Lewis denounces White House judicial nominee Boggs

Democratic U.S. Rep. John Lewis of Atlanta publicly denounced Judge Michael Boggs on Monday in what could be a death blow to Boggs' beleaguered nomination to the federal bench.

In addition, photographs obtained by The Atlanta Journal-Constitution could contradict Boggs’ Senate testimony that he was not aware of any political activities of a group he supported, Georgia Conservatives in Action.

Boggs, who now sits on the Georgia Court of Appeals, has drawn criticism from civil rights, gay rights and abortion rights leaders for his conservative voting record in the state House, where he served for four years as a Democrat from Waycross.

Boggs’ “record is in direct opposition to everything I have stood for during my career,” Lewis said in a prepared statement. “… The testimony suggests Boggs may allow his personal political leanings to influence his impartiality on the bench. I do not have a vote in the Senate, but if I did, I would vote against the confirmation of Michael Boggs.”

Lewis had been publicly quiet in recent months as Boggs moved through the confirmation process along with six others from Georgia nominated by President Barack Obama for federal judgeships. But several key Senate Democrats — including Majority Leader Harry Reid — sought Lewis’ counsel and publicly named him as key to their decisions, as Boggs will soon face a vote in the Senate Judiciary Committee.

On Sunday, U.S. Sen. Dianne Feinstein, D-Calif., told CNN that she had spoken with Lewis about her committee vote. “I have great respect for John Lewis, who felt that this was a good ticket,” Feinstein said.

U.S. Rep. David Scott, an Atlanta Democrat who has been outspoken in his opposition to Boggs, wrote on Twitter of Feinstein’s comments: “if this is true, then Rep Lewis is a turncoat who has betrayed African Americans, women and gays.”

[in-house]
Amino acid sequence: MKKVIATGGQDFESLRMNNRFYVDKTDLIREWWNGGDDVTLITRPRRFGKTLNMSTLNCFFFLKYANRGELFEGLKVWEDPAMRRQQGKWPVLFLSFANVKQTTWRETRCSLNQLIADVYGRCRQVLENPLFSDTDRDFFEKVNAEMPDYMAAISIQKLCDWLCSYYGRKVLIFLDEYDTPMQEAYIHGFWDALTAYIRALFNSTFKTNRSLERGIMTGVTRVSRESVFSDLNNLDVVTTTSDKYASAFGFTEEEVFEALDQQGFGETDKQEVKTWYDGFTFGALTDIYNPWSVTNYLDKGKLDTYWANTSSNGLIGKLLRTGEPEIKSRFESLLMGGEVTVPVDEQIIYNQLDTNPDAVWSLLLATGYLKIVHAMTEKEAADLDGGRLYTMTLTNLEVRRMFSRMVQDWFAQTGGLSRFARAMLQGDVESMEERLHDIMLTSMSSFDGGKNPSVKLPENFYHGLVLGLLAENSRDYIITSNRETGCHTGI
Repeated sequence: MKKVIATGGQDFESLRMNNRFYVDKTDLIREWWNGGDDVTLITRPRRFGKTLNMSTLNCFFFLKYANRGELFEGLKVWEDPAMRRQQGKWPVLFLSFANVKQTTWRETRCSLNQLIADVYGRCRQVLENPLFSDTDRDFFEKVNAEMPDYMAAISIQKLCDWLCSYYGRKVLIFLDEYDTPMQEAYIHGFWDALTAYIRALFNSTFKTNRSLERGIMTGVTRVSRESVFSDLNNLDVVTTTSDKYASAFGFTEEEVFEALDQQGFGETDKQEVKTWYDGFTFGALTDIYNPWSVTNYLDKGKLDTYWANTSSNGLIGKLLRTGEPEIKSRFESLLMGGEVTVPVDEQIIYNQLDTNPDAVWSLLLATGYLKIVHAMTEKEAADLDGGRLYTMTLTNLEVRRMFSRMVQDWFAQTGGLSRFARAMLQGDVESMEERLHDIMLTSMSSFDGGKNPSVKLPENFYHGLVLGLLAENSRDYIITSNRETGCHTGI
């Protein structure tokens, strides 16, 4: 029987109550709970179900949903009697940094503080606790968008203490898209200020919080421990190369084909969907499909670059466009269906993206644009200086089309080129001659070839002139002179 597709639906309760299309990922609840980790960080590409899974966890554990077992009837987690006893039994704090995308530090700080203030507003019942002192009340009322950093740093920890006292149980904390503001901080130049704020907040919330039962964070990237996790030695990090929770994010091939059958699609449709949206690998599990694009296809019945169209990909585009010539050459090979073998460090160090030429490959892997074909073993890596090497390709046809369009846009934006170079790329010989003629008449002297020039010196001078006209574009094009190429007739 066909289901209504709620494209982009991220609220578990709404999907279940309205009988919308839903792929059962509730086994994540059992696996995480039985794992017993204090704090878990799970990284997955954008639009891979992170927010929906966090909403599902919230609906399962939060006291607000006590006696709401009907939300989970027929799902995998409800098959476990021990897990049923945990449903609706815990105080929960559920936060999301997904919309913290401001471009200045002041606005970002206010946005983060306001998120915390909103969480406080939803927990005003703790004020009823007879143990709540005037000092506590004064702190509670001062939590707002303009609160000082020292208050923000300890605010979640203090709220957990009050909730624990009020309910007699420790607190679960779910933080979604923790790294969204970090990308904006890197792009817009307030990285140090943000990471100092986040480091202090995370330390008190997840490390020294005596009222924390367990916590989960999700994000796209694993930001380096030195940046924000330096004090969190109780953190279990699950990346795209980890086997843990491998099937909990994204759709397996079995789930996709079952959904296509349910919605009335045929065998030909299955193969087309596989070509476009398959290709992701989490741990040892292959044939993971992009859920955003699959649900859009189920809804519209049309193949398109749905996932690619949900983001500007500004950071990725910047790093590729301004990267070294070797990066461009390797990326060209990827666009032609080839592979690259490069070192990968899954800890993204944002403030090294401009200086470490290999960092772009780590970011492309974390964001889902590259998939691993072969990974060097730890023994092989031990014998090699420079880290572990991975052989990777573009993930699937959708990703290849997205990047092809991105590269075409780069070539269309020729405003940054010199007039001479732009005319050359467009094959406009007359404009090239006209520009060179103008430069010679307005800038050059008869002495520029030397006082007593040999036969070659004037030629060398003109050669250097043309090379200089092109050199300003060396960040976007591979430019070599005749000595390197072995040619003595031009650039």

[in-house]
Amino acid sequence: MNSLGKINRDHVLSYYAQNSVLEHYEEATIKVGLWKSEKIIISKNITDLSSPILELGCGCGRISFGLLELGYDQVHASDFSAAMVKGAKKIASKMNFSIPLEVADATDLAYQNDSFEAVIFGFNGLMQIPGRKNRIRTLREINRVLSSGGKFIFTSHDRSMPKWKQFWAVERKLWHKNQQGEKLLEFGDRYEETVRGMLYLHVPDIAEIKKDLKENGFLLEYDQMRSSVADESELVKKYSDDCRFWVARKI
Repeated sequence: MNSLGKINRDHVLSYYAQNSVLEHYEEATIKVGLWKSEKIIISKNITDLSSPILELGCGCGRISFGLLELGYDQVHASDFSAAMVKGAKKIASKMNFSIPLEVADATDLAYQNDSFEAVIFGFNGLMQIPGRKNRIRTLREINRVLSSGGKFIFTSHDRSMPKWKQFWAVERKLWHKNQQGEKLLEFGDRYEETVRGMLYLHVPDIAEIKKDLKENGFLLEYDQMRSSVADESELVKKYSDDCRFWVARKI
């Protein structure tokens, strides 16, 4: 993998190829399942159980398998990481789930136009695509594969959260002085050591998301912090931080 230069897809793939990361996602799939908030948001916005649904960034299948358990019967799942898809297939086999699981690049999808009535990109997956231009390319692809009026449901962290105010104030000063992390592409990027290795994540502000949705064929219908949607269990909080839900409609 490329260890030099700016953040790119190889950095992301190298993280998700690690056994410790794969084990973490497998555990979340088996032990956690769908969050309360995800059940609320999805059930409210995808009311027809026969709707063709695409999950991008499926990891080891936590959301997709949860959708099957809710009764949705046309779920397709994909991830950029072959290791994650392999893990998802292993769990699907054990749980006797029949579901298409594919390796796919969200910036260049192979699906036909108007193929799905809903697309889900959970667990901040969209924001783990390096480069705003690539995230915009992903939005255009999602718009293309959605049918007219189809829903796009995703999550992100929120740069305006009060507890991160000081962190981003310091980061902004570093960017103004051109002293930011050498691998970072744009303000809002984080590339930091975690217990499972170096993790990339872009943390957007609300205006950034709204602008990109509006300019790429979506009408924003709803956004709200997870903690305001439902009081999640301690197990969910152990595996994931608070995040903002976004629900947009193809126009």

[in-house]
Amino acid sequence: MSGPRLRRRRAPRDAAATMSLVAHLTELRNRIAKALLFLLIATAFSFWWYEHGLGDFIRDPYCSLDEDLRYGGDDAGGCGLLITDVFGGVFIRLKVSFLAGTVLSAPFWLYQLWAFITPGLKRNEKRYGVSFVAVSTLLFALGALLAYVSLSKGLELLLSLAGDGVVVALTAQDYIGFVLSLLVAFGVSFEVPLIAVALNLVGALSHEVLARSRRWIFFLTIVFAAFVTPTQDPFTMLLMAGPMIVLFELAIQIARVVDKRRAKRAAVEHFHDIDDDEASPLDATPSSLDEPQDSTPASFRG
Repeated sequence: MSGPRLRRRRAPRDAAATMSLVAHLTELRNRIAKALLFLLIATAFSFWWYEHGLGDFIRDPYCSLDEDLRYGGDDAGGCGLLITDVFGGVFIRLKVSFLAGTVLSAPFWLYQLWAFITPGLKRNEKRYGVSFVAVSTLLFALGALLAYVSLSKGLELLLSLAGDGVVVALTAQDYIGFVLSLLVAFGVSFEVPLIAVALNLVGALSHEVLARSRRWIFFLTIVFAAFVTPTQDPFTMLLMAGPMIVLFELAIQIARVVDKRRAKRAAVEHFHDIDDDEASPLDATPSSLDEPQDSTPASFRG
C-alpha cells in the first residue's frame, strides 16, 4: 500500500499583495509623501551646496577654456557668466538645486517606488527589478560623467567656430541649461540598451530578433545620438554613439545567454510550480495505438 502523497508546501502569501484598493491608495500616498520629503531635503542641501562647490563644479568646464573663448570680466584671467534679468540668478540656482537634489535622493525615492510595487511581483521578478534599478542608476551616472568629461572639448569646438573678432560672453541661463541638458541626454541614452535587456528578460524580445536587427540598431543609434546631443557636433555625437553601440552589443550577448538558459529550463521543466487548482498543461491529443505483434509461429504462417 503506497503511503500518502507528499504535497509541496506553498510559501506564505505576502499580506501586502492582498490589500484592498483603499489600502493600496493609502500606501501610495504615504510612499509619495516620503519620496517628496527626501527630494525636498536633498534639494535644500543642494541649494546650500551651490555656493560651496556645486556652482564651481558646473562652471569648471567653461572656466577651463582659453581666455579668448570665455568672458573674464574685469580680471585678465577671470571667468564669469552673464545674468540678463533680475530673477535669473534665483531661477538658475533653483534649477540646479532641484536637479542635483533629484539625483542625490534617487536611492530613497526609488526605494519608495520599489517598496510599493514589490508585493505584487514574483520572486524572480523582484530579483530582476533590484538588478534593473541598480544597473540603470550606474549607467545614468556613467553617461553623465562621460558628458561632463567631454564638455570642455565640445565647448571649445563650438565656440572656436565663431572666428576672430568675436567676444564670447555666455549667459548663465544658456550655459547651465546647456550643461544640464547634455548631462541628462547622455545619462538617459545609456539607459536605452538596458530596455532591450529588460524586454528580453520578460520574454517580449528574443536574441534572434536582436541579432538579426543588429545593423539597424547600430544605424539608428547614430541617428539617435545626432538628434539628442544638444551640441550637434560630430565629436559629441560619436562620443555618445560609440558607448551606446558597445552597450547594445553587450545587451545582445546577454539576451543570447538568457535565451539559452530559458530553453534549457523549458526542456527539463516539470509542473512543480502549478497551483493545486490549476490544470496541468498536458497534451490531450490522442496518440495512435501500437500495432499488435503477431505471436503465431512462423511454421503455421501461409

Lewis responded hours later with the statement, repeating his commitment to “equal rights and social justice” and saying his private conversations have been misconstrued.

“I have tried to refrain from making public statements out of respect for my colleagues and the Senate process,” Lewis said. “I believe it is important to allow each candidate to be evaluated according to his or her own merits and to allow the Senate judicial nomination process to take its course.”

He added, “ I did not at any time indicate my support for the Boggs nomination or say that he had the backing of the African American community in Georgia.”

Scott said he was pleased to see Lewis clarify his thoughts.

“Nobody can use John Lewis no more as cover,” Scott said.

When Boggs testified last week before the Senate Judiciary Committee, he was asked about a donation to Georgia Conservatives in Action — and whether it would violate prohibitions of judges endorsing candidates. Boggs said he had “no knowledge of (the group’s) sponsorship or endorsement of any candidates for elected office.”

But photographs obtained by the AJC show Boggs attended a 2010 Georgia Conservatives in Action event with several Republican candidates for high office, including soon-to-be governor Nathan Deal. Another photograph shows him at a 2012 fundraiser for Tyler Harper, who was in the process of becoming a state senator from Ocilla.

Doug Chalmers, a lawyer who helped set up the organization said in an email that “Judge Boggs clearly did not violate the judicial canons when his campaign committee made a contribution to Georgia Conservatives in Action (‘GCIA’) in 2012, because GCIA is not a ‘political organization’ under those canons.”

Boggs was part of a package of nominees negotiated by the White House and Georgia's Republican U.S. senators, who have power by tradition to block home-state nominees from committee consideration. But Saxby Chambliss and Johnny Isakson returned "blue slips" on the nominees, relinquishing their leverage.

Boggs, DeKalb County Judge Eleanor Ross and Atlanta lawyers Mark Cohen and Leigh Martin May are nominated to the U.S. District Court in Atlanta. U.S. District Court Chief Judge Julie Carnes and Atlanta lawyer Jill Pryor are nominated to the federal appeals court in Atlanta. Federal prosecutor Leslie Abrams is nominated to the U.S. District Court in Macon.

All will face separate committee votes on a yet-to-be-announced date.